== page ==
# Difference between revisions of "Unit of Observation"

The unit of observation is the unit at or for which data is collected. Common examples include individual, household, community, or school. Clearly identifying the unit of observation is important for a logical survey design, organized data collection, a sound data folder set-up, and an unbiased analysis. This page discusses unit of observation in the context of surveys and datasets and explains how to confirm the unit of observation for a given dataset.

• When working with a dataset that you have not created yourself, identifying the unit of observation is the first step to understanding the data.
• Mistakes related to unit of observation introduce bias into analyses. Always double check the unit of observation before working with data.

## Unit of Observation in Surveys

In the context of a survey, the unit of observation describes the unit at or for which survey data is collected. Many times, the unit of observation in a survey is the type of respondent. However, sometimes a respondent provides answers about a larger entity, which is the unit of observation. For example, if school principals are the survey respondents but they provide answers about their schools, the unit of observation is school. If mothers are the survey respondents but they provide answers about their households, the unit of observation is household. However, if school principals are the survey respondents and they provide answers about themselves, then the unit of observation is principal. Similarly, if mothers are the survey respondents and they provide answers about themselves, the unit of observation is mother. Identifying the unit of observation early in the study design is critical for designing a high-quality survey and effectively planning primary data collection.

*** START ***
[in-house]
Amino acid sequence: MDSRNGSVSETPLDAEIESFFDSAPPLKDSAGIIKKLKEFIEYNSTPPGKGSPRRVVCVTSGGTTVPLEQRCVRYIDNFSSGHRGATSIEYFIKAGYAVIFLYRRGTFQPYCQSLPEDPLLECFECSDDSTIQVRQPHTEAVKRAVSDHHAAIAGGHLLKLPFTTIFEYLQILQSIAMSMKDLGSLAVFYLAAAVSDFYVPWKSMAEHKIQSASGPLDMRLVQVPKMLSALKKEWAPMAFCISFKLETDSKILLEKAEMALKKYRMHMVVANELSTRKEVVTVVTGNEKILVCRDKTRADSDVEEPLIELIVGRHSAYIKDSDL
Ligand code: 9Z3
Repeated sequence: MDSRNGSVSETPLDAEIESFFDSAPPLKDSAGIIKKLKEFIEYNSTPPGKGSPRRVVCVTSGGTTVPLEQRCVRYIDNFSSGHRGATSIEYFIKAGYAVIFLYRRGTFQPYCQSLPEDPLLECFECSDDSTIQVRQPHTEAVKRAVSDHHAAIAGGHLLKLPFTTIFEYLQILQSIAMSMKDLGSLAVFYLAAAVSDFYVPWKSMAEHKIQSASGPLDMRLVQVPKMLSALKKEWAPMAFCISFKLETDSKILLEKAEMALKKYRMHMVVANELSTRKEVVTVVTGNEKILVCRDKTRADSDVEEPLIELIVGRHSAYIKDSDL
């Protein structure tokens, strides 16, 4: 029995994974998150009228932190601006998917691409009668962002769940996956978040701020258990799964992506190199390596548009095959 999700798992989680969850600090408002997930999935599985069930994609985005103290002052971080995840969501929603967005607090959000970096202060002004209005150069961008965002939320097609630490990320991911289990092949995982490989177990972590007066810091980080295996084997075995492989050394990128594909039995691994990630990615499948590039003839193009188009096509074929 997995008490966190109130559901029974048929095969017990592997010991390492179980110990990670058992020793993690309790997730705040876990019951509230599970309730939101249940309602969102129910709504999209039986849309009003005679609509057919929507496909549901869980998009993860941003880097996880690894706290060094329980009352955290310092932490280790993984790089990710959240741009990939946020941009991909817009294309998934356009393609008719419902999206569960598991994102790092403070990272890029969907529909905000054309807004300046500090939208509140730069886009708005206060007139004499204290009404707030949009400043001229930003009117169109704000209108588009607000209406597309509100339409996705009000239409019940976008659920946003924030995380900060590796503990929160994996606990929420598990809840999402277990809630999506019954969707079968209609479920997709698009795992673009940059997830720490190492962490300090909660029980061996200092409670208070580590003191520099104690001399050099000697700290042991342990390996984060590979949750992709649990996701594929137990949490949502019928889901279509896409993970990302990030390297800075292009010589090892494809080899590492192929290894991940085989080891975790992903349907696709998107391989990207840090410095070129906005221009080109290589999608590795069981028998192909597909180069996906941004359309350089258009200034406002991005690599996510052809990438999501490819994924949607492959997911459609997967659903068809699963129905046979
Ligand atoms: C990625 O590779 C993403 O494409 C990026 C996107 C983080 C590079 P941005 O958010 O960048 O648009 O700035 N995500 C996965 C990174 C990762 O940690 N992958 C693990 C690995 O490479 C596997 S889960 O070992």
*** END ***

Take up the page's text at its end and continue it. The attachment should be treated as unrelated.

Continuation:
## Unit of Observation in Datasets

When working with a dataset that you have not created yourself, always start by identifying the unit of observation. In many cases, there is seemingly little risk for confusion in terms of unit of observation. We often have a good intuition for the unit of observation at the first glance of a dataset or a file name. However, always test that your assumption is correct: errors due to an unclear understanding of unit of observation are more common than one might imagine. Consider, for example, monitoring data whose unit of observation is “packages distributed to households.” However, since most households in the dataset only received one package, one could easily confuse the unit of observation to be “household.” Clarifying and confirming the unit of confirmation before beginning to work with a dataset avoids biased analysis and makes the way for a correct interpretation of regression and analysis results.

Note that a dataset is always incorrectly constructed if it has more than one unit of observation. Even if the two units of observation have the same variables, it is incorrect, bad practice, and a huge source of error if they are included in the same dataset. All such datasets should be separated into two datasets.

### Confirming Unit of Observation

The most obvious way to confirm the unit of observation in a new dataset is by asking the person from whom you received the dataset. If you can’t do this for whatever reason, begin by inferring the unit of observation. Imagine you believe the unit of observation is household. Then, open up the dataset, look for a household ID variable and test if it is uniquely and fully identifying. If it is, then you are done. If not, search for other information that uniquely and fully identifies the dataset. In this case, for example, look for variables with information of household head name. Test if this variable uniquely identifies all observations. Names are often not unique across a country, so you might have to add region name and village name to the test. Once you have found the information that uniquely and fully identifies the dataset, make sure you create an appropriate ID variable accordingly if it does not yet exist.